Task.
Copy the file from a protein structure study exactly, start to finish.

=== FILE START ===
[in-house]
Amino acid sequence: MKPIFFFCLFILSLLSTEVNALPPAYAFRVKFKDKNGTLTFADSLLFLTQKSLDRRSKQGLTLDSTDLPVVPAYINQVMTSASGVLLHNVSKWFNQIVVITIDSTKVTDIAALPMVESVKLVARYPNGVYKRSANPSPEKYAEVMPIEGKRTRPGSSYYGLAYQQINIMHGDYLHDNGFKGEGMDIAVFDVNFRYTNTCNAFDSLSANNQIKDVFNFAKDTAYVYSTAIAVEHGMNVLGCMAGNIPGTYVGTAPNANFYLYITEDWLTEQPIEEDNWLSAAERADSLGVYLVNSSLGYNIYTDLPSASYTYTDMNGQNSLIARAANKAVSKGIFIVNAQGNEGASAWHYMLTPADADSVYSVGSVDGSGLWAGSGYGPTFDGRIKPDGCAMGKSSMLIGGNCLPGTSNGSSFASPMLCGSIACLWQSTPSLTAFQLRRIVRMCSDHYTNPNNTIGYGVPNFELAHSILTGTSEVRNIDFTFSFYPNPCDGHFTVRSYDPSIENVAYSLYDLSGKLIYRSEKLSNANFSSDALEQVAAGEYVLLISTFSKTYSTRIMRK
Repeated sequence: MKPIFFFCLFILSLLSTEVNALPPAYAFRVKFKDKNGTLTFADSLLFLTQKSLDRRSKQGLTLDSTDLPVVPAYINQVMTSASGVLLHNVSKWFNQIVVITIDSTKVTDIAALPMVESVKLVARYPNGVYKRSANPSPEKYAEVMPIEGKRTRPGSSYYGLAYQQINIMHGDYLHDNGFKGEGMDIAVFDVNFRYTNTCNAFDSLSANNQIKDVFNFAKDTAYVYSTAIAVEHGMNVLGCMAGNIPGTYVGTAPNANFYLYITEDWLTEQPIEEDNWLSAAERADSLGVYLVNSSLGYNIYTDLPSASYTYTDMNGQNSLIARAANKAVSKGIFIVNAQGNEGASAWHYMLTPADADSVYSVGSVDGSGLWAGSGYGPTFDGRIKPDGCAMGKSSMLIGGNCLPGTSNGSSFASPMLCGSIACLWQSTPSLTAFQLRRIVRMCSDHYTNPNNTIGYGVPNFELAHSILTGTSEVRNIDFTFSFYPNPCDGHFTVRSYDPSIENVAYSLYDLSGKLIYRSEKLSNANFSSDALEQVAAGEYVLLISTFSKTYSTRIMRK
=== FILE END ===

[in-house]
Amino acid sequence: MKPIFFFCLFILSLLSTEVNALPPAYAFRVKFKDKNGTLTFADSLLFLTQKSLDRRSKQGLTLDSTDLPVVPAYINQVMTSASGVLLHNVSKWFNQIVVITIDSTKVTDIAALPMVESVKLVARYPNGVYKRSANPSPEKYAEVMPIEGKRTRPGSSYYGLAYQQINIMHGDYLHDNGFKGEGMDIAVFDVNFRYTNTCNAFDSLSANNQIKDVFNFAKDTAYVYSTAIAVEHGMNVLGCMAGNIPGTYVGTAPNANFYLYITEDWLTEQPIEEDNWLSAAERADSLGVYLVNSSLGYNIYTDLPSASYTYTDMNGQNSLIARAANKAVSKGIFIVNAQGNEGASAWHYMLTPADADSVYSVGSVDGSGLWAGSGYGPTFDGRIKPDGCAMGKSSMLIGGNCLPGTSNGSSFASPMLCGSIACLWQSTPSLTAFQLRRIVRMCSDHYTNPNNTIGYGVPNFELAHSILTGTSEVRNIDFTFSFYPNPCDGHFTVRSYDPSIENVAYSLYDLSGKLIYRSEKLSNANFSSDALEQVAAGEYVLLISTFSKTYSTRIMRK
Repeated sequence: MKPIFFFCLFILSLLSTEVNALPPAYAFRVKFKDKNGTLTFADSLLFLTQKSLDRRSKQGLTLDSTDLPVVPAYINQVMTSASGVLLHNVSKWFNQIVVITIDSTKVTDIAALPMVESVKLVARYPNGVYKRSANPSPEKYAEVMPIEGKRTRPGSSYYGLAYQQINIMHGDYLHDNGFKGEGMDIAVFDVNFRYTNTCNAFDSLSANNQIKDVFNFAKDTAYVYSTAIAVEHGMNVLGCMAGNIPGTYVGTAPNANFYLYITEDWLTEQPIEEDNWLSAAERADSLGVYLVNSSLGYNIYTDLPSASYTYTDMNGQNSLIARAANKAVSKGIFIVNAQGNEGASAWHYMLTPADADSVYSVGSVDGSGLWAGSGYGPTFDGRIKPDGCAMGKSSMLIGGNCLPGTSNGSSFASPMLCGSIACLWQSTPSLTAFQLRRIVRMCSDHYTNPNNTIGYGVPNFELAHSILTGTSEVRNIDFTFSFYPNPCDGHFTVRSYDPSIENVAYSLYDLSGKLIYRSEKLSNANFSSDALEQVAAGEYVLLISTFSKTYSTRIMRK